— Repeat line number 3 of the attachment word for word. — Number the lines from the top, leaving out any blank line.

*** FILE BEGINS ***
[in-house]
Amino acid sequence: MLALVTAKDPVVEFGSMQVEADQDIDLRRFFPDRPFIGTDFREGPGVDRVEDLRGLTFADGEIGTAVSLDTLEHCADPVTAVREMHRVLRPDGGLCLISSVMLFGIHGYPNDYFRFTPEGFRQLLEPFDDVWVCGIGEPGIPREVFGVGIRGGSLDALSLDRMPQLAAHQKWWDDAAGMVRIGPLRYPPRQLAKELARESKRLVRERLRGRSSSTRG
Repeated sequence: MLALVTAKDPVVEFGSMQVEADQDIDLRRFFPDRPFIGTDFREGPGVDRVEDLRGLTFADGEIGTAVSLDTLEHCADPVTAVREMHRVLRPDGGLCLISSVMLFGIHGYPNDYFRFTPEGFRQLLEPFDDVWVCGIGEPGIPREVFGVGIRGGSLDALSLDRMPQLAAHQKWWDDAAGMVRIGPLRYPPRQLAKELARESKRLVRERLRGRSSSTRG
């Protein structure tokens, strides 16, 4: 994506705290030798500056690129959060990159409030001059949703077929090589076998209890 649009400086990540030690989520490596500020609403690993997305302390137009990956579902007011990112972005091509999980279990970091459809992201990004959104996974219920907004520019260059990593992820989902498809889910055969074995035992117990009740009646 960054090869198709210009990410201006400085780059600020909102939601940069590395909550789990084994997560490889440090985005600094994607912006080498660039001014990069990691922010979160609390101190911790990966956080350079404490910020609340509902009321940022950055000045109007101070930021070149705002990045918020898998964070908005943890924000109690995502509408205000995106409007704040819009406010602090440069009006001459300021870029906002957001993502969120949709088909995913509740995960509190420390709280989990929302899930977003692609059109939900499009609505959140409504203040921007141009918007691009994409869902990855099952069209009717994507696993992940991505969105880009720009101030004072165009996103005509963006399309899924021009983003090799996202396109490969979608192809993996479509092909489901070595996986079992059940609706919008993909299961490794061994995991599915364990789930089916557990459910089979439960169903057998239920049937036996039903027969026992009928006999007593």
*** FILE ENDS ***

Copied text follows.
Repeated sequence: MLALVTAKDPVVEFGSMQVEADQDIDLRRFFPDRPFIGTDFREGPGVDRVEDLRGLTFADGEIGTAVSLDTLEHCADPVTAVREMHRVLRPDGGLCLISSVMLFGIHGYPNDYFRFTPEGFRQLLEPFDDVWVCGIGEPGIPREVFGVGIRGGSLDALSLDRMPQLAAHQKWWDDAAGMVRIGPLRYPPRQLAKELARESKRLVRERLRGRSSSTRG